TOKYO (Reuters) - The Bank of Japan kept monetary policy on hold on Tuesday, overruling a lone proposal for more stimulus and disappointing some in markets who thought the central bank could follow up last month's easing with another move to amplify its impact.
The central bank instead expanded a loan scheme targeting growth industries by 2 trillion yen ($24 billion) to 5.5 trillion yen.
Under the plan, it created several new loan arrangements including one that will tap its dollar reserves for investments and loans denominated in foreign currencies.
As expected, the BOJ kept its policy rate unchanged at a range of zero to 0.1 percent and refrained from increasing its asset purchasing scheme after boosting it by 10 trillion yen last month.
But the yen ticked up after the decision, while government bond futures and Tokyo share prices trimmed gains in a sign that some market players had counted on another surprise.
"Even though some overseas market players seem to have expected further easing, the central bank held its fire because of the rather favorable economic outlook," said Junko Nishioka, chief Japan economist at RBS.
"That said, the BOJ is basically maintaining its stance of monetary easing after setting an inflation goal of 1 percent. To clarify its determination to beat deflation, the BOJ could ease policy further as early as late April," she said.
Ryuzo Miyao, regarded as one of pessimists on the bank's board, proposed to increase the asset buying and loan scheme again by 5 trillion yen to 70 trillion yen, but was outvoted 8 to 1.
Some lawmakers have called for another "big bang" after last month's surprise easing helped drive the yen away from its recent highs, giving Japanese exporters some breathing room.
The central bank, however, likely felt it has done enough for now, with the yen well off record highs, stocks up and euro zone debt jitters receding.
BOJ Governor Masaaki Shirakawa stressed the central bank's resolve to do its utmost to beat deflation and warned of lingering risks to the outlook such as rising crude oil prices, but offered few clues on when the bank may move next.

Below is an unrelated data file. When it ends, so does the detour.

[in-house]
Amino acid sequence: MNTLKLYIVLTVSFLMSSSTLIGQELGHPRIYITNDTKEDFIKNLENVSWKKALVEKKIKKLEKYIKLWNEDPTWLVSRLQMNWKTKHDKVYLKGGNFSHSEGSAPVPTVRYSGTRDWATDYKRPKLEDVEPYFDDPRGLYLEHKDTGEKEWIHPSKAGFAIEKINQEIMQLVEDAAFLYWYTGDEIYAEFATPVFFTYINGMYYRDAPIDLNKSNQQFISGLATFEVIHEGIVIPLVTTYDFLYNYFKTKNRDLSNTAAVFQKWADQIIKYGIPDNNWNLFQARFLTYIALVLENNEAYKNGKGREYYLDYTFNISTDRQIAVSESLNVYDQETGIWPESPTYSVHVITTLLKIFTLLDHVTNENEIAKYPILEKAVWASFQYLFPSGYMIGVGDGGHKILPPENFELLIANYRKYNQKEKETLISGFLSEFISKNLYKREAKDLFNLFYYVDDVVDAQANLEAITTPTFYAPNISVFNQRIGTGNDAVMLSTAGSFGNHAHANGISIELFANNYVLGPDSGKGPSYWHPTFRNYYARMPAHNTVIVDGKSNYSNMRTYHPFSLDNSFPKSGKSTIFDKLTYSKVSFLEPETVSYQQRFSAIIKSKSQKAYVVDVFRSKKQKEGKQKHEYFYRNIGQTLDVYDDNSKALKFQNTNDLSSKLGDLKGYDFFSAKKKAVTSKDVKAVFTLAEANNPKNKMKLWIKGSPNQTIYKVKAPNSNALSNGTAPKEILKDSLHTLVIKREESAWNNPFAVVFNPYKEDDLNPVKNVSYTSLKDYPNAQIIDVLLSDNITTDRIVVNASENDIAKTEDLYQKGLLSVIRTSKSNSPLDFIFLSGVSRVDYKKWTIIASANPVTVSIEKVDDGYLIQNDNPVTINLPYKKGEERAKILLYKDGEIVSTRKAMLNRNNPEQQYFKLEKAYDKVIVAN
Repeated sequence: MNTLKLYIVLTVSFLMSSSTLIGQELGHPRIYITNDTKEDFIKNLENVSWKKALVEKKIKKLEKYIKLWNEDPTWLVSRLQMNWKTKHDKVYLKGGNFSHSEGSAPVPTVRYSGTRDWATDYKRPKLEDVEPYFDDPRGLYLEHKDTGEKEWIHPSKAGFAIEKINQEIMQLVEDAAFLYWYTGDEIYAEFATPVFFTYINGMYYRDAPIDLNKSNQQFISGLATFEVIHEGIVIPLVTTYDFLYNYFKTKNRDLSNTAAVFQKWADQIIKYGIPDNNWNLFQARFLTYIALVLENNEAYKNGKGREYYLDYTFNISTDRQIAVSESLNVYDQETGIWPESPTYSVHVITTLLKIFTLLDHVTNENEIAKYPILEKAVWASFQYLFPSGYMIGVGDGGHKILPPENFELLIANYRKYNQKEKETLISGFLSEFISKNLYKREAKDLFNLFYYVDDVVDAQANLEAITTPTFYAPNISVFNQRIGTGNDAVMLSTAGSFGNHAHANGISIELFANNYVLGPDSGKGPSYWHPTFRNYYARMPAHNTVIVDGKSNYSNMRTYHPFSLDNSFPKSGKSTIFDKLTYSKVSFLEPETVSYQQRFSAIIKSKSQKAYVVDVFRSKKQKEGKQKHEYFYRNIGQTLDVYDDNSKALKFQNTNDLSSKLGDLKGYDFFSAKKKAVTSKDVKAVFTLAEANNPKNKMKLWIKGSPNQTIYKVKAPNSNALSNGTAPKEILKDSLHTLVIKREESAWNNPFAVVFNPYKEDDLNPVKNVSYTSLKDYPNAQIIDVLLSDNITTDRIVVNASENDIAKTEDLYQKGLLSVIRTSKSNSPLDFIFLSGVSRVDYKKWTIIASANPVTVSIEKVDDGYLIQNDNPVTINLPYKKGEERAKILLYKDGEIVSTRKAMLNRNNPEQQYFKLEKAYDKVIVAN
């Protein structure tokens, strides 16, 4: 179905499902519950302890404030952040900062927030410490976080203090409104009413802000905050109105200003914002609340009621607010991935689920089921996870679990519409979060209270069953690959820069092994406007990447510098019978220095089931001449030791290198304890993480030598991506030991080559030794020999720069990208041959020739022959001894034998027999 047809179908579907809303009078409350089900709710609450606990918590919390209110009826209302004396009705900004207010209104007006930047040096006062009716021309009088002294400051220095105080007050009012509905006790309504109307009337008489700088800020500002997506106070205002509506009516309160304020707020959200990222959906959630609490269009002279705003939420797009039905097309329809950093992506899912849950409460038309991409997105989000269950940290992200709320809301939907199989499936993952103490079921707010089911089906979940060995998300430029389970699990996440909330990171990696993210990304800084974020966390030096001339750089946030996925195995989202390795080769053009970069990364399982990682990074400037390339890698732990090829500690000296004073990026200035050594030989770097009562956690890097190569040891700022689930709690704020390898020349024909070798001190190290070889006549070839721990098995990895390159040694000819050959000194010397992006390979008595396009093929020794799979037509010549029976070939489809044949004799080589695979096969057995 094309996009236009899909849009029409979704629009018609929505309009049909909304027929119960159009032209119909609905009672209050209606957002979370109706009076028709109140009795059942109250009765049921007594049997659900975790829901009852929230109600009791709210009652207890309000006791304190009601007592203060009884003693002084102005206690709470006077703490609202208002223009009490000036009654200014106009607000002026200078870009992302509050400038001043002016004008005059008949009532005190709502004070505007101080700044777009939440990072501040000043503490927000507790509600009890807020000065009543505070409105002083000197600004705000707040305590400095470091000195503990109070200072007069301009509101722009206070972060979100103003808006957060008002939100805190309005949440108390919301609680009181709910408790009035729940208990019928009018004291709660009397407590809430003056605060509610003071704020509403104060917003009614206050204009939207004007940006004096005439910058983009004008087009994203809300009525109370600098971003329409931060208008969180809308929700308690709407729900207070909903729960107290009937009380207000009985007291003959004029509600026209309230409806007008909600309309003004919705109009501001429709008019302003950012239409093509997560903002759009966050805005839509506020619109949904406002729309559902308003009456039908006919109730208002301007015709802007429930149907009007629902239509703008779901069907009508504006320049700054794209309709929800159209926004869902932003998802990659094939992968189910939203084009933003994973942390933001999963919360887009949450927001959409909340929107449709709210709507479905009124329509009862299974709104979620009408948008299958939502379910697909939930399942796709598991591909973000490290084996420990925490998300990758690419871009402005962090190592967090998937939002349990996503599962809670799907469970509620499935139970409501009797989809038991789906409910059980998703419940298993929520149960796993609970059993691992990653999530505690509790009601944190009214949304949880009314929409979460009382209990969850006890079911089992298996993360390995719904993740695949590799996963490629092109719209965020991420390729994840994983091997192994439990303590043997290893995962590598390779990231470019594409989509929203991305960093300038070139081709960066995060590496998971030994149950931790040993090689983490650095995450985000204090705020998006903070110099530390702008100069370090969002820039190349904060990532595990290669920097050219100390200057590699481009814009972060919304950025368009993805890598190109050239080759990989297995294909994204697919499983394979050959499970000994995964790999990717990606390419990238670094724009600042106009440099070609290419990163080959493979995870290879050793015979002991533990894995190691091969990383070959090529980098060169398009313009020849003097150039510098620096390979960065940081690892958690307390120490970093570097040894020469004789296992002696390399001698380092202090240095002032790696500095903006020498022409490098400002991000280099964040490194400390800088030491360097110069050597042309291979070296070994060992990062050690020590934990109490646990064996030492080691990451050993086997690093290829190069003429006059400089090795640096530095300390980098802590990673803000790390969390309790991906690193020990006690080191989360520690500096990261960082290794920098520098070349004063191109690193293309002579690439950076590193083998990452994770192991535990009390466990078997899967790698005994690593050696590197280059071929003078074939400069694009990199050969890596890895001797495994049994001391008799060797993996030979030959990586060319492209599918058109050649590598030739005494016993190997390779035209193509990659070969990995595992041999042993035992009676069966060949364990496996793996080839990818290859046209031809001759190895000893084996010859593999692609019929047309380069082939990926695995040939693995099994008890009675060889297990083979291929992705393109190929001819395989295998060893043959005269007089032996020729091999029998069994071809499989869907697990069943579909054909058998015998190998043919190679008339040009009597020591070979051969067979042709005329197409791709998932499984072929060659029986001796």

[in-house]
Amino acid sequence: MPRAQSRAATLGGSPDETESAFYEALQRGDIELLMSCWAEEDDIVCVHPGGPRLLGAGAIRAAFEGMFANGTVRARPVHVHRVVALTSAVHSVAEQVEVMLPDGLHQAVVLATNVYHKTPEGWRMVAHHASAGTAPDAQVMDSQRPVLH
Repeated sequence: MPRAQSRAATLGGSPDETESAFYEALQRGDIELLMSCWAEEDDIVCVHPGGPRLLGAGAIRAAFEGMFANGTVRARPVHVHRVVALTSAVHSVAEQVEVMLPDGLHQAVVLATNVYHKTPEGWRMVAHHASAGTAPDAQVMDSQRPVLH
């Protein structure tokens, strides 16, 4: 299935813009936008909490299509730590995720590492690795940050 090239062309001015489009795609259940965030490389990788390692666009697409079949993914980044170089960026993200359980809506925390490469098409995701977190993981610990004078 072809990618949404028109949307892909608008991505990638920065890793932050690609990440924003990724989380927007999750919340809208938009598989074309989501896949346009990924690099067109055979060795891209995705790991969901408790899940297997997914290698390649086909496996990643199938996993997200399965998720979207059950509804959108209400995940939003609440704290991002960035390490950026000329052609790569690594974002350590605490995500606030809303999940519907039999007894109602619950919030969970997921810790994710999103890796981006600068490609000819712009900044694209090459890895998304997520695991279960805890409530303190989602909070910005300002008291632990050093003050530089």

"What's important in our policy decisions is whether the economy is heading towards (desirable price growth)," he told a news conference, when asked whether the BOJ will continue boosting monetary stimulus even when the economy is recovering.
Last month, in addition to expanding its asset buying scheme by double the usual amount, the central bank responded to politicians' calls for greater efforts to pull Japan out of deflation by setting a 1 percent inflation goal.
Even without politicians' nudging, the BOJ now seems more willing to act more frequently to support a budding recovery and achieve the price goal, making its actions less predictable.
But with output rising, exports seen improving and Greece having averted a disorderly debt default for now, the BOJ likely decided to save its scant remaining ammunition.
The BOJ expanded a separate 3.5-trillion-yen loan scheme to encourage banks to fund prospective growth industries, created in June 2010 as a long-term effort to boost the economy's growth potential, and extended its deadline by two years to March 2014.
Of the increase, one trillion yen will be set aside for a new credit line using the BOJ's dollar reserves to encourage investment and loans denominated in foreign currencies.
Analysts say the plan has limited policy significance given its scope, but is another way for the BOJ to demonstrate that it is doing all it can to invigorate the sluggish economy.
The BOJ is expected to stick to boosting the asset buying and lending programme when it next eases policy. But achieving the current target is already becoming difficult.
The BOJ needs to buy 20 trillion yen in assets by the end of this year to meet the new 30 trillion-yen target, but that is no easy task as some of its auctions already fail to draw enough bids in a sign it is force-feeding more cash than markets can swallow.
That means it may need to extend the maturity of bonds it buys under the programme to three-year and five-year bonds if it were to expand the scheme again.
Federal Reserve policy remains key to when and how much the BOJ will ease next. Recent signs of improvement in U.S. job markets have led economists to scale back expectations of more stimulus from the U.S. central bank, which also holds a policy meeting on Tuesday. ($1 = 82.2200 Japanese yen)
Additional reporting by Rie Ishiguro, Tetsushi Kajimoto and Kaori Kaneko; Editing by Tomasz Janowski and Kim Coghill